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Summary

  • Highlights from Sprouts Farmers Market recent 10-Q.
  • Comparison Between Whole Foods and Sprouts.
  • Analysis of Valuation of the Stock Price of Sprouts.

Sprouts (NASDAQ: SFM) Company Highlights

  • Net sales of $743.8 million; a 20% increase from the same period in 2013
  • Net income increased to $30.2 million with diluted earnings per share of $0.20
  • Adjusted net income increased 68% to $30.2 million; compared to $18.0 million from the same period in 2013
  • Adjusted diluted earnings per share increased 43% to $0.20; compared to $0.14 from the same period in 2013
  • The Company expects to open a total of 24 stores during 2014. 15 new stores have already been opened
  • Increased net sales growth guidance from 18%-20% to 19%-20%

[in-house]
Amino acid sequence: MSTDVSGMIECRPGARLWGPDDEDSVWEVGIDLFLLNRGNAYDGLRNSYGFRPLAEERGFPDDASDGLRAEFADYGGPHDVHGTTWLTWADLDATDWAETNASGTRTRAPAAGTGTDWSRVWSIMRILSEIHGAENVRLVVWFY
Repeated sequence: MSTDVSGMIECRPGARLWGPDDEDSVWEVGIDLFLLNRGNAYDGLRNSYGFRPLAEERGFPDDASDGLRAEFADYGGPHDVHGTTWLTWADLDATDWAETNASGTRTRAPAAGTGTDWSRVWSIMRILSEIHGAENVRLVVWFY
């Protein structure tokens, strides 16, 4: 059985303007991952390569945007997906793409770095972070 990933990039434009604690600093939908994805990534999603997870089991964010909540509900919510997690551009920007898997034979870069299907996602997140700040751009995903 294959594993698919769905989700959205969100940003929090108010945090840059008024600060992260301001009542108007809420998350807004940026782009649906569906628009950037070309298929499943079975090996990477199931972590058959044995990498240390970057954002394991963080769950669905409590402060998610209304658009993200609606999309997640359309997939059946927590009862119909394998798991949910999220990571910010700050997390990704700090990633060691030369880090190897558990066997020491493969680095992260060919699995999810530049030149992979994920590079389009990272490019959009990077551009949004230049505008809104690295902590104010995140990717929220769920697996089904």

• Increased adjusted net income growth guidance from 40% plus to 45% plus
  • Increased adjusted diluted earnings per share growth from 31%-35% to 35%-40%

The above highlights are what any investor loves to see. Here we have a company that appears to be running on all cylinders and it is the type of company that I am drawn to. It's a company that is growing at a rapid pace and yet is still profitable and not completely loaded down with debt due to over expansion. However, the question about any stock, the essence of why people seek out information and analyze stocks is: Is this a good buy? Alternatively, is this stock under-priced, over-priced, or accurately priced?